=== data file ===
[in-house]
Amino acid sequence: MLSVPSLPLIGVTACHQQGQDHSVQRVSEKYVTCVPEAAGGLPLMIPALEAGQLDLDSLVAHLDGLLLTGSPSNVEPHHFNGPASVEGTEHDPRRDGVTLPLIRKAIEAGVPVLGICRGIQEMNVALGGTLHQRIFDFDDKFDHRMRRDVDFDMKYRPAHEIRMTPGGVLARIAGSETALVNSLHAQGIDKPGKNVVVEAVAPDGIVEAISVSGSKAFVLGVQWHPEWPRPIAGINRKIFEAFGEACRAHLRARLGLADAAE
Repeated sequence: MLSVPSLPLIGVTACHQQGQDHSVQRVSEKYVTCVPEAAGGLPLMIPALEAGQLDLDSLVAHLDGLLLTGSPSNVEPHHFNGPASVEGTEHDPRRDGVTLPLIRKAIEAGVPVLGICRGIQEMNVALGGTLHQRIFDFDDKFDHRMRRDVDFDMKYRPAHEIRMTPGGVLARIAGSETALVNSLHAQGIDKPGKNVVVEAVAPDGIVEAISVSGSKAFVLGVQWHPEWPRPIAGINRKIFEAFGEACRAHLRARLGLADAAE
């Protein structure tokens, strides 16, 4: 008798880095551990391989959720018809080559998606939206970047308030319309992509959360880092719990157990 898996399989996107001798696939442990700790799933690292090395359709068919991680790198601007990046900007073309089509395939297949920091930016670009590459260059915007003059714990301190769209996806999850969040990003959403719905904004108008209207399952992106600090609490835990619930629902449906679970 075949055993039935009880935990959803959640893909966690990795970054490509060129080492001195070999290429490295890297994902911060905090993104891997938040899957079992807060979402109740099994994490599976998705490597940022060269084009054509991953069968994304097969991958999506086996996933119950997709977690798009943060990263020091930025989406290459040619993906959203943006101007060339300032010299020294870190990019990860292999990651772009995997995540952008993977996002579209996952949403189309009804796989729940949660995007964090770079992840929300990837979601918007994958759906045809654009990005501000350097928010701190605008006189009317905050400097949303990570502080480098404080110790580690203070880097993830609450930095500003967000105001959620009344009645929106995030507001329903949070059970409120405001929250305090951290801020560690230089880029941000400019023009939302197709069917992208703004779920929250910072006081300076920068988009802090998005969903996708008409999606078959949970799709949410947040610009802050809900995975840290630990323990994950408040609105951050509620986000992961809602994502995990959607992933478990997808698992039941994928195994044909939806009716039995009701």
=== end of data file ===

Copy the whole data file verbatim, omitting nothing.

[in-house]
Amino acid sequence: MLSVPSLPLIGVTACHQQGQDHSVQRVSEKYVTCVPEAAGGLPLMIPALEAGQLDLDSLVAHLDGLLLTGSPSNVEPHHFNGPASVEGTEHDPRRDGVTLPLIRKAIEAGVPVLGICRGIQEMNVALGGTLHQRIFDFDDKFDHRMRRDVDFDMKYRPAHEIRMTPGGVLARIAGSETALVNSLHAQGIDKPGKNVVVEAVAPDGIVEAISVSGSKAFVLGVQWHPEWPRPIAGINRKIFEAFGEACRAHLRARLGLADAAE
Repeated sequence: MLSVPSLPLIGVTACHQQGQDHSVQRVSEKYVTCVPEAAGGLPLMIPALEAGQLDLDSLVAHLDGLLLTGSPSNVEPHHFNGPASVEGTEHDPRRDGVTLPLIRKAIEAGVPVLGICRGIQEMNVALGGTLHQRIFDFDDKFDHRMRRDVDFDMKYRPAHEIRMTPGGVLARIAGSETALVNSLHAQGIDKPGKNVVVEAVAPDGIVEAISVSGSKAFVLGVQWHPEWPRPIAGINRKIFEAFGEACRAHLRARLGLADAAE
């Protein structure tokens, strides 16, 4: 008798880095551990391989959720018809080559998606939206970047308030319309992509959360880092719990157990 898996399989996107001798696939442990700790799933690292090395359709068919991680790198601007990046900007073309089509395939297949920091930016670009590459260059915007003059714990301190769209996806999850969040990003959403719905904004108008209207399952992106600090609490835990619930629902449906679970 075949055993039935009880935990959803959640893909966690990795970054490509060129080492001195070999290429490295890297994902911060905090993104891997938040899957079992807060979402109740099994994490599976998705490597940022060269084009054509991953069968994304097969991958999506086996996933119950997709977690798009943060990263020091930025989406290459040619993906959203943006101007060339300032010299020294870190990019990860292999990651772009995997995540952008993977996002579209996952949403189309009804796989729940949660995007964090770079992840929300990837979601918007994958759906045809654009990005501000350097928010701190605008006189009317905050400097949303990570502080480098404080110790580690203070880097993830609450930095500003967000105001959620009344009645929106995030507001329903949070059970409120405001929250305090951290801020560690230089880029941000400019023009939302197709069917992208703004779920929250910072006081300076920068988009802090998005969903996708008409999606078959949970799709949410947040610009802050809900995975840290630990323990994950408040609105951050509620986000992961809602994502995990959607992933478990997808698992039941994928195994044909939806009716039995009701």